BOC intercepts P153.6M worth of smuggled onions

Intelligence agents of the Bureau of Customs (BOC) has foiled the attempt to smuggle seven container vans of fresh onions during a spot-check examination at the Manila International Container Port (MICP) on Tuesday, Jan. 10.

BOC Commissioner Yogi Filemon Ruiz said five of the container vans were found to have undeclared fresh red onions while the other two contain fresh white onions.

Agents of the Customs Intelligence and Investigation Service-Manila International Container Port (CIIS-MICP) inspect onions which were part of the P153.6 million worth of onions discovered inside seven container vans on Tuesday, Jan. 10, 2023. (photo: CIIS-MICP)

Each of the container van has an estimated value of P21,945,000 for a total of P153,615,000.

Ruiz said the operation is part of the commitment of the BOC following the order of President Ferdinand “Bongbong” Marcos Jr., to be aggressive in the campaign against agricultural smuggling.

“We are fully aware of the woes of our kababayans because of the prices of goods, particularly fresh onions. We are taking extra steps to make sure these perpetrators are brought to justice and free our markets from illegally sourced and imported products that could further impact the agricultural sector,” said Ruiz.

The price of the onion has reached as high as P780 per kilo last month, the spiraling price has triggered the importation of over 20,000 metric tons of onions to stabilize its price in the market.

Ruiz lauded the agents of the Customs Intelligence and Investigation Service (CIIS) and the MICP for its alertness and quick action.

CIIS Director Jeoffrey Tacio shared that the spot-examination of the containers become possible because of the information they received that they contain agricultural products and misdeclared and undeclared items.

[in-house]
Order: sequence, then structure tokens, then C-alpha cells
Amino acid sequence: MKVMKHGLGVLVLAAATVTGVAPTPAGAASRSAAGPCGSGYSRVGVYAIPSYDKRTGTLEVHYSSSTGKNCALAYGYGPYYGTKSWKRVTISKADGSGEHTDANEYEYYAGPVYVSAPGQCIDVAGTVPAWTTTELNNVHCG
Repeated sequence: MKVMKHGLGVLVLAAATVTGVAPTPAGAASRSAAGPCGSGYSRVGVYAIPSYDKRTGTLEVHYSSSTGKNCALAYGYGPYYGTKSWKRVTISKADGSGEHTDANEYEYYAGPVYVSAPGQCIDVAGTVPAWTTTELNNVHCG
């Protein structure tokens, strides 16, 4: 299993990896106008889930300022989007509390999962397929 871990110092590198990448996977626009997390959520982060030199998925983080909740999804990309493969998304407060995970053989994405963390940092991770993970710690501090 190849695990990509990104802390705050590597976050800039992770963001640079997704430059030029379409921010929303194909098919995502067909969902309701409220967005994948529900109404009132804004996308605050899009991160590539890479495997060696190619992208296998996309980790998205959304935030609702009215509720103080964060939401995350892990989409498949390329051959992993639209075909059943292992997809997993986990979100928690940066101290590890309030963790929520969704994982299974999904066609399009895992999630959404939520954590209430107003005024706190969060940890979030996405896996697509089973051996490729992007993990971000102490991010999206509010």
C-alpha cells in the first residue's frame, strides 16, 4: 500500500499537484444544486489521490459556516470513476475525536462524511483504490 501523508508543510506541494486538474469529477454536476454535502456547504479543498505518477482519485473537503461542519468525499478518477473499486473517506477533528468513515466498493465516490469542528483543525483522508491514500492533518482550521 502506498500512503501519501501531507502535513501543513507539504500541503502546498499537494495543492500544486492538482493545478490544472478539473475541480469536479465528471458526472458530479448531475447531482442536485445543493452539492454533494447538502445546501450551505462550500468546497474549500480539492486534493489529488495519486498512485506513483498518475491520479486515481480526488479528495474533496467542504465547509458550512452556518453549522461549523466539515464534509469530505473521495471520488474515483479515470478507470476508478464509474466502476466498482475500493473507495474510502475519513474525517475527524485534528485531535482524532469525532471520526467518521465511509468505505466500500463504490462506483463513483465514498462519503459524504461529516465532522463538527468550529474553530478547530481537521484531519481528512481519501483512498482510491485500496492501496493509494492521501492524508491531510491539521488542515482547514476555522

“Again, it is only through the proper collaboration and coordination with different government agencies that our team was able to operate successfully. This is what partnership can do—catch multimillions worth of smuggled items these players are bringing into our markets,” he said.

photo: CIIS-MICP

All of the shipments arrived on Nov. 16 last year while the request for the verification of all containers was made on Nov. 18. Their release was put on hold until the Jan. 10 inspection of the container vans.

The examination was witnessed by representatives of the Department of Agriculture (DA), Philippine Coast Guard (PCG), Bureau of Plant Industry (BPI), Assessment and Operations Coordinating Group (AOCG), Enforcement Security Service (ESS), Customs Anti-Illegal Drug Task Force (CAIDTF), and Chamber of Customs Brokers, Inc. (CCBI).

CIIS-MICP chief Alvin Enciso, on the other hand, said they immediately recommended for the issuance of Warrant of Seizure and Detention (WSD) after finding the smuggled onions, which he said, was consigned to Seaster Consumer Goods Trading.

"The shipment was declared as fishballs. The consignee s expected to face criminal charges," said Enciso.

For his part, Customs Deputy Commissioner Juvymax Uy stressed how important it is for the Marcos administration, the bureau, and the general public to catch the groups behind agricultural smuggling.

“We are not blind to what the people want. They want justice to be served, and that’s what we are doing here. We have a unique perspective of seeing what and how these groups operate, so we want to assure the public that we are investing in the right tools and with the right partners to bring that goal to fruition,” he said.